Diaspora Jews allowed in Israel for relatives’ bar-mitzvas, weddings

The exception is only for parents who have given birth in the past month, or are expected to give birth in the coming month - "a month before, and a month after your expected delivery."

Nanit's smart baby monitor (photo credit: NANIT)
Nanit's smart baby monitor
(photo credit: NANIT)
New regulations announced on Monday by the Population and Immigration Authority significantly expand the circumstances under which noncitizens can enter Israel to attend a life-cycle event of a loved one, including weddings, births and bar and bat mitzvahs.
Israel’s borders have been closed to foreigners for months in an effort to contain the spread of the novel coronavirus. Until now, only immediate family members of a deceased relative could enter the country to attend the burial or only first-degree relatives and grandparents of people getting married could attend the wedding.
As reported by the Hebrew newspaper Makor Rishon, with the new guidelines, the relatives’ spouses and children who are under the age of one are also included in the list. The foreign spouse-to-be of an Israeli citizen or permanent resident, as well as his or her immediate family, will also be allowed to enter.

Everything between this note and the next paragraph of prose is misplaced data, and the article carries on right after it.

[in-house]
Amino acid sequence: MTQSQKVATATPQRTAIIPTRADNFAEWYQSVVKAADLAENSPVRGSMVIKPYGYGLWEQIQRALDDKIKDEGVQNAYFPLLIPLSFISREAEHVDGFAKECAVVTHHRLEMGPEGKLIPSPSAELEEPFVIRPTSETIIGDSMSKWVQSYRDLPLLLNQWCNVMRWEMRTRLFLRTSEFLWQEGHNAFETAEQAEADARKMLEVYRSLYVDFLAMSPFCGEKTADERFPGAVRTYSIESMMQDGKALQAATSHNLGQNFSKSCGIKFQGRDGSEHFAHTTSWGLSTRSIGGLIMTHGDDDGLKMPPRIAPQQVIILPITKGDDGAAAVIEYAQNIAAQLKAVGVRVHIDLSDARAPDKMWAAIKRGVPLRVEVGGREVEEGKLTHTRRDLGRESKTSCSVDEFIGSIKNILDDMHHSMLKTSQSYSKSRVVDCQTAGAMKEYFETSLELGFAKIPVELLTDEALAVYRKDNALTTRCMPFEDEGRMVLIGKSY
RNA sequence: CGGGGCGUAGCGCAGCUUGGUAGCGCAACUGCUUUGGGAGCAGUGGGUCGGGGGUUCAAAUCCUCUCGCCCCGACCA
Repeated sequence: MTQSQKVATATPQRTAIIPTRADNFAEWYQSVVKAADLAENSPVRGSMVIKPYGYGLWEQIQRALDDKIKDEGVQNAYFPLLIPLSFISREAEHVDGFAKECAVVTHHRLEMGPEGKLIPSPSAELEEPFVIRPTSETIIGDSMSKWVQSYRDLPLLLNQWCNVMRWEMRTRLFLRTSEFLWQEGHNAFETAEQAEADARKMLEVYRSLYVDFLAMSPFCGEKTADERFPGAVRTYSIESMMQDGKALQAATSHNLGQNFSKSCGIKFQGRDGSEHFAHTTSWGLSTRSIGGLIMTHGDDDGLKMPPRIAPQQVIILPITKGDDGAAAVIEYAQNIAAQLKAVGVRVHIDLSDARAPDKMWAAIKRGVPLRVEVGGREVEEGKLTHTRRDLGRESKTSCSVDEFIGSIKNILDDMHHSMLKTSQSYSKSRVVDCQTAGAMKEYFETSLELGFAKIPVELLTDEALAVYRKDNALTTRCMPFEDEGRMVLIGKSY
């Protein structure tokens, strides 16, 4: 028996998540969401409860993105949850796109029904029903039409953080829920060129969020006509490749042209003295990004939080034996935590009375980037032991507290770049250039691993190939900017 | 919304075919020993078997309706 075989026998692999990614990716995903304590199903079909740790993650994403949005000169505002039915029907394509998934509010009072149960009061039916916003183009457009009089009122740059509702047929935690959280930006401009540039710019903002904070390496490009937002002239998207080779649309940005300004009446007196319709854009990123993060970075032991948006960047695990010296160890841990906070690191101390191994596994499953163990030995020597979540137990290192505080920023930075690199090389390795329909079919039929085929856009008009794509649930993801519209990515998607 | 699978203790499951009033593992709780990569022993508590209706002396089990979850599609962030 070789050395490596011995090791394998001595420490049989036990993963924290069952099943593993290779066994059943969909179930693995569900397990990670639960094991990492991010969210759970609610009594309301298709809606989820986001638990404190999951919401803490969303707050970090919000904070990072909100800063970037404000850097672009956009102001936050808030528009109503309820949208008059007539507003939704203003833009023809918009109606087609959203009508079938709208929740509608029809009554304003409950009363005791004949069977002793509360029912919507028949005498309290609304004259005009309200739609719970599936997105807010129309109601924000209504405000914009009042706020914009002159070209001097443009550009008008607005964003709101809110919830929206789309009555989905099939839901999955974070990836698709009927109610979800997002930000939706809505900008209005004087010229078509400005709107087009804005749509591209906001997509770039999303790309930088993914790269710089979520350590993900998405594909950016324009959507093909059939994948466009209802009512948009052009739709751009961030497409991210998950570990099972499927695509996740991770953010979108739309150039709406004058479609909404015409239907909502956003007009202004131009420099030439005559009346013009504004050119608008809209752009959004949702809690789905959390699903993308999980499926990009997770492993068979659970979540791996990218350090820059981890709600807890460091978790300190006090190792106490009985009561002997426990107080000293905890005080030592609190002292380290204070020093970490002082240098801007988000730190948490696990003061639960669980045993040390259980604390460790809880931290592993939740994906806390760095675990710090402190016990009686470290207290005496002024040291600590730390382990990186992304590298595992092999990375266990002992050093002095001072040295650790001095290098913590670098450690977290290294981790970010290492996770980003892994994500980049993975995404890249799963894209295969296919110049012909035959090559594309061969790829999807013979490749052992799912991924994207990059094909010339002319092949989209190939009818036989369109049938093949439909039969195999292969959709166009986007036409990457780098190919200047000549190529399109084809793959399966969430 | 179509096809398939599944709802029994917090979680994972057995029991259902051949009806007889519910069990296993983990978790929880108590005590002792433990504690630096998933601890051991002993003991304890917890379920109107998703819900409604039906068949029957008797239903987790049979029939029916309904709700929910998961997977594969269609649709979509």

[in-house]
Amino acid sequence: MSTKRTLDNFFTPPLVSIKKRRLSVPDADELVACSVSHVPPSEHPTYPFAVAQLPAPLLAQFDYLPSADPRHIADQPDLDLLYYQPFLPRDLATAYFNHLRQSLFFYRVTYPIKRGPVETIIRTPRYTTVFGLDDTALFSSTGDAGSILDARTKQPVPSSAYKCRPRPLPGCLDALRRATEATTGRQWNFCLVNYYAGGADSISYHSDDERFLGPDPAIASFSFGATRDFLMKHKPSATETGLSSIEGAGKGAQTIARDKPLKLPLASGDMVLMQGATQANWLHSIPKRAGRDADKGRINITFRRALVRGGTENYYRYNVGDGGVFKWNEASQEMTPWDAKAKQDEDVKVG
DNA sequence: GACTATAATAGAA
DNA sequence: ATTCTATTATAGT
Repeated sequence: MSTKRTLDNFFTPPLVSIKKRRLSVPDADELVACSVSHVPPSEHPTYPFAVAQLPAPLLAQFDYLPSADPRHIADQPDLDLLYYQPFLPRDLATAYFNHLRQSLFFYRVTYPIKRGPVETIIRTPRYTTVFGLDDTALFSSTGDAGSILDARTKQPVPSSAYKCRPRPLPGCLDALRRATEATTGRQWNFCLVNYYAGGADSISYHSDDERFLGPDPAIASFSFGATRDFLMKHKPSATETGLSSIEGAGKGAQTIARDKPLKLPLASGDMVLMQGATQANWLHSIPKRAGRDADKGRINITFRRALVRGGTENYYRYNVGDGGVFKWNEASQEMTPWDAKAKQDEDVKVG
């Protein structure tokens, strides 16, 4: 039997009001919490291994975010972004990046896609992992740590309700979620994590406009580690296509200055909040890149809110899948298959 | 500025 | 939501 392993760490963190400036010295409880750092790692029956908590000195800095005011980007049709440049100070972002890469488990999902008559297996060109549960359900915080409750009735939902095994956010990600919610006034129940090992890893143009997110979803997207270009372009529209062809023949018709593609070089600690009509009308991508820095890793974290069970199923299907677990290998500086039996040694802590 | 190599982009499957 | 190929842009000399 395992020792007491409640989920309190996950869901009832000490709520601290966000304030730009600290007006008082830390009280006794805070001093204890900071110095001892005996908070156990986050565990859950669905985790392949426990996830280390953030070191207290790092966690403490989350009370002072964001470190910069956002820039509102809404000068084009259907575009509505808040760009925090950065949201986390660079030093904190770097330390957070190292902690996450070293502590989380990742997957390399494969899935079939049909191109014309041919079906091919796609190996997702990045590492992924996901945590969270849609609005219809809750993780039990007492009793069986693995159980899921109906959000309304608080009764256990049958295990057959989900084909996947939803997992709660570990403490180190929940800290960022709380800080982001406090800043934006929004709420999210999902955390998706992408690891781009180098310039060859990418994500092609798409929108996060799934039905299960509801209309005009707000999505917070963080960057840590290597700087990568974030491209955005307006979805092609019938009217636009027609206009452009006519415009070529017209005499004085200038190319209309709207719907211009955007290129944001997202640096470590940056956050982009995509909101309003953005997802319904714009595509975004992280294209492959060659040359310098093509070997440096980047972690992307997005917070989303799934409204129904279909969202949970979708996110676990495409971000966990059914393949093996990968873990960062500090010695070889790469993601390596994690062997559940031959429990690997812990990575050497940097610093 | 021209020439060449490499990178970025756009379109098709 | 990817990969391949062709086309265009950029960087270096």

In addition, immediate relatives, their spouses and children, as well as grandparents, are going to be able to attend bar and bat mitzvahs of Israeli citizens. Parents of Israeli citizens who are expected to give birth within a month or who gave birth in the previous month will also be allowed to enter the country.
The announcement of the new measures regarding births was anticipated in the morning by MK Michal Cotler-Wunsh (Blue and White).
“Expecting mom and dad olim [new immigrants to Israel], this [message] is for you,” Cotler-Wunsh, who grew up in Canada, said in a Facebook video. “The Immigration Authority has reviewed the criteria and has changed it, so that all of your parents can come and be with you, when you have those incredible babies that you will deliver.”
All those who wish to travel to Israel under these special circumstances still need to apply for a special permit at the local Israeli Consulate and must commit to quarantine for 14 days in a suitable place. They will not be allowed to leave the country before the end of the isolation period.
Moreover, according to Makor Rishon, they will need to show proof of medical insurance, including coverage for COVID-19. Without the permit, they will not be allowed to board the plane.
At the moment, the ban on entry of foreigners into Israel is scheduled to last until August 1.